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THE CONFLICT IN IRAQ | NEWS ANALYSIS

Killing Brings Home a New National Threat for South Koreans

June 24, 2004|Barbara Demick | Times Staff Writer

SEOUL — For South Koreans, the beheading of one of their own by Islamic militants has been a cruel initiation into the post-Sept. 11 world.

Until the killing, this Asian nation watched terrorist attacks from a distance. Although the decapitation of Kim Sun Il, 33, took place in Iraq, the horror was thrust into living rooms via television footage of the blindfolded hostage in the moments before his death and the cameras that shadowed his distraught parents as they awaited news of their only son's fate.

"Until now, terrorism did not feel like our problem. Kim Sun Il was the first South Korean victim of this kind of terrorism," said Won Hee Ryong, a national assemblyman from the opposition party. "Through him, we have come to realize that we are not exempt as targets for this kind of inhumane act."

Virtually all previous terrorist attacks against South Korea implicated communist North Korea and date back many years. The last major attack was in 1987 when a Korean Air passenger plane was blown up, killing all on board.

"This incident has awoken South Korea to the fact that national security is not only a question of heavily armed North Korea at our borders," Won said. "There is a new national security reality that people will have to digest."

Kim's headless body was found Tuesday afternoon west of Baghdad. There were reports that the body had been booby-trapped with explosives.

Kim worked as an interpreter for a company supplying U.S. military commissaries. He was kidnapped by an Islamic militant group that said it would decapitate him unless South Korea canceled plans to dispatch 3,000 troops to Iraq this summer and withdrew 670 noncombat personnel already there.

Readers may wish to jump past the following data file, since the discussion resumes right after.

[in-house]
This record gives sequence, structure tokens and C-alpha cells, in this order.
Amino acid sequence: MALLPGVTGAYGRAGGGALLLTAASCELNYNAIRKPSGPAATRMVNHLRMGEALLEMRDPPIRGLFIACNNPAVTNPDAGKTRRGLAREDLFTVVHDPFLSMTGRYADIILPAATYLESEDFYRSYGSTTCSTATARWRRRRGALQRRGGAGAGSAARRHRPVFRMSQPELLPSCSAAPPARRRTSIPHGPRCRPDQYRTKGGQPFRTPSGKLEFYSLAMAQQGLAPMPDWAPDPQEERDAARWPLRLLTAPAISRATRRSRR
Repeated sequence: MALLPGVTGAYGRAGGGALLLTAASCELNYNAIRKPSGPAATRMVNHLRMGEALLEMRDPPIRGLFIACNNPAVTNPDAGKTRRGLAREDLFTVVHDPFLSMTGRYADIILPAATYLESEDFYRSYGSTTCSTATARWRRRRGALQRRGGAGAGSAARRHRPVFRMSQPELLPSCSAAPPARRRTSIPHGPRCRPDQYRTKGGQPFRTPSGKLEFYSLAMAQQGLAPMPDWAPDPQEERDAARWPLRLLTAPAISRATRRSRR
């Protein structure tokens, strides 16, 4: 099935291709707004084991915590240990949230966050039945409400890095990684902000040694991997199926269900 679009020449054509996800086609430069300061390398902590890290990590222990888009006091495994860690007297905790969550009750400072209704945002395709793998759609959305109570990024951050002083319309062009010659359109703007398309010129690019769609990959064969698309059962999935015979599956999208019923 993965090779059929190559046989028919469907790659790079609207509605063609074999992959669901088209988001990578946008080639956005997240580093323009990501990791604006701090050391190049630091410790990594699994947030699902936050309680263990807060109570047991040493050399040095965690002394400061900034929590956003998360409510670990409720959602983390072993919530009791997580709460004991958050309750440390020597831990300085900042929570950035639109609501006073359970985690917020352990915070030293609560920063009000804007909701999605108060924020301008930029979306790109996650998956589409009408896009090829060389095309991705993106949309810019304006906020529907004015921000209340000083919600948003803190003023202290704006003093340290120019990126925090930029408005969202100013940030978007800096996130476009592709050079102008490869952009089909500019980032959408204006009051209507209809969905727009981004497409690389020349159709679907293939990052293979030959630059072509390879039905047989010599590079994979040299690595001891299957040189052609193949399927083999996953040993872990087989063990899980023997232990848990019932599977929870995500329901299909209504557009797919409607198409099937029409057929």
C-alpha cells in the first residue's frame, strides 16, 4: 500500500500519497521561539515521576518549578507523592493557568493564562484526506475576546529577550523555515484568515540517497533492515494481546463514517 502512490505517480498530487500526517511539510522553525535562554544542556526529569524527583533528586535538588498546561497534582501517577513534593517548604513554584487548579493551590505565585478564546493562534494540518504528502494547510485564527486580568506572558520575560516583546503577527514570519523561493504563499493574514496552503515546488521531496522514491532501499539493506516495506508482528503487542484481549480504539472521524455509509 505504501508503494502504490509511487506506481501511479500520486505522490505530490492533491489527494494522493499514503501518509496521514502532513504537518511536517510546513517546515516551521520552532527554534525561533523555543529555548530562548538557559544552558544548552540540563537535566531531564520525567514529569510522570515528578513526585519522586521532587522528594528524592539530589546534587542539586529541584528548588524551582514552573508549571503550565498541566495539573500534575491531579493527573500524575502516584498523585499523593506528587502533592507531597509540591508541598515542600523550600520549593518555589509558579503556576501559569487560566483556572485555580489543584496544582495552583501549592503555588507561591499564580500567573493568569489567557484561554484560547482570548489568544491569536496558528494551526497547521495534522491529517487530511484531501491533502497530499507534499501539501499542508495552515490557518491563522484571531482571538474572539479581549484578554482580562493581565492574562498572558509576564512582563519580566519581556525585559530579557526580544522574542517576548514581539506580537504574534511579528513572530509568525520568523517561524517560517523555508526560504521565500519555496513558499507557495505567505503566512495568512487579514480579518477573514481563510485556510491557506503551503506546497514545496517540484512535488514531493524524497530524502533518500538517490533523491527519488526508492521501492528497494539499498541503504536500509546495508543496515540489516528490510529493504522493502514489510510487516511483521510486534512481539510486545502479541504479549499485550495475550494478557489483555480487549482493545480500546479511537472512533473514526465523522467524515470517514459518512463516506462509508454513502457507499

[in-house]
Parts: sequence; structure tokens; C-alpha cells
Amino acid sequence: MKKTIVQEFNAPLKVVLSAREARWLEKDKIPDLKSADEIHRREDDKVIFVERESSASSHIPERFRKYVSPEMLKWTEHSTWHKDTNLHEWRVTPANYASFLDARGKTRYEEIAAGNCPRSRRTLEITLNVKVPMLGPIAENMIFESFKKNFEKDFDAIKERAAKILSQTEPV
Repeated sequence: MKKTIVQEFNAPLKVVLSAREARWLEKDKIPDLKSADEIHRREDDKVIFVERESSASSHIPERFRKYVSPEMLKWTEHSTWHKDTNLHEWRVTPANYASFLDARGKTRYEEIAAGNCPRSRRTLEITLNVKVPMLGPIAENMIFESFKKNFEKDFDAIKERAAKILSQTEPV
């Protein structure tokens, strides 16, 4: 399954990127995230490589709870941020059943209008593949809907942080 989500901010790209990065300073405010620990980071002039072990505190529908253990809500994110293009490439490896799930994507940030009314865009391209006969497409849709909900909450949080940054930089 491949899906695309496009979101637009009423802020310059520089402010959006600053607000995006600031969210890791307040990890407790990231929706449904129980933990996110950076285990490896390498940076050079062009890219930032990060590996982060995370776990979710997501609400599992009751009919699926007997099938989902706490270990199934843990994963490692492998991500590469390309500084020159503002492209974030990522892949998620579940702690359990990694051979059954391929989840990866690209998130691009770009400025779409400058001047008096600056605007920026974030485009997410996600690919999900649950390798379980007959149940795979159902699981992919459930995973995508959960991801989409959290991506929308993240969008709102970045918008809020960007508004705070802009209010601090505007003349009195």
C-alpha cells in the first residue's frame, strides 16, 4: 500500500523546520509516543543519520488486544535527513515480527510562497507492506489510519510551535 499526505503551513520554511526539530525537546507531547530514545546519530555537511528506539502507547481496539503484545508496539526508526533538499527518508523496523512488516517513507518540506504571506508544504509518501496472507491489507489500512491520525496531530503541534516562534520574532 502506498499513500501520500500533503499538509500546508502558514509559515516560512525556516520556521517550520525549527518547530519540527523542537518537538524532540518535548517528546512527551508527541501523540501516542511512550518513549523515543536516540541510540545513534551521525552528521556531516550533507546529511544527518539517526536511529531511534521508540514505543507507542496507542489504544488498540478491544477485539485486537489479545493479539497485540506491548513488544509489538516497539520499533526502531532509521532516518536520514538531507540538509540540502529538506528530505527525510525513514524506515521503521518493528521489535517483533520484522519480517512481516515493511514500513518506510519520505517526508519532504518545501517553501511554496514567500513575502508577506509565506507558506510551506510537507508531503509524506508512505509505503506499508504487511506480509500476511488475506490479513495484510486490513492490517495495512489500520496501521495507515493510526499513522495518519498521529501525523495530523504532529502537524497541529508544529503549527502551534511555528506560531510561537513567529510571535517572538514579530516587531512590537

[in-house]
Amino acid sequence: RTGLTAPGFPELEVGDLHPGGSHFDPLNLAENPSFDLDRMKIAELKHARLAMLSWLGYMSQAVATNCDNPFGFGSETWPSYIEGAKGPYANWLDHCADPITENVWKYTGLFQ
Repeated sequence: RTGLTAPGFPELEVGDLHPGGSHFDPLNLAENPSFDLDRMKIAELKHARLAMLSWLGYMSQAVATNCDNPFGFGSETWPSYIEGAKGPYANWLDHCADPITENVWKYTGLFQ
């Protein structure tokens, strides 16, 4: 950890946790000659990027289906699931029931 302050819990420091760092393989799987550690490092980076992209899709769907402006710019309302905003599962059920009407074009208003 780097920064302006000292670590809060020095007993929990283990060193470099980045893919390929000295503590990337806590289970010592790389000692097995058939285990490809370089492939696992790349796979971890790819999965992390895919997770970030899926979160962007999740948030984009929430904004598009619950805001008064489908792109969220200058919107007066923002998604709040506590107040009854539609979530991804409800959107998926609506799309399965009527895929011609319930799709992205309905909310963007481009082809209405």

South Korean President Roh Moo Hyun rejected the kidnappers' demands, saying the troop dispatch would go forward as planned. Although the president was an early opponent of the Iraq invasion, he has said that South Korean troops are needed to maintain Seoul's historic alliance with the United States and to help in the reconstruction of Iraq.

If the troops are dispatched as planned, South Korea will have the third-largest presence in Iraq after the United States and Britain.

The shock of the killing is too fresh for analysts to predict its effect on South Korean politics.

"People are still trying to decide who they should blame -- the South Korean government, the United States or the terrorists," said Chang Noh Soon, a political scientist at Halla University.

News of Kim's beheading hit South Korea early Wednesday. Throughout the day, South Koreans offered one another condolences as though family members had died.

Park Dong Sun, a 57-year-old real estate agent, said she walked into a stock brokerage in the morning and found many employees not at their desks but in the hallway, hugging one another and crying.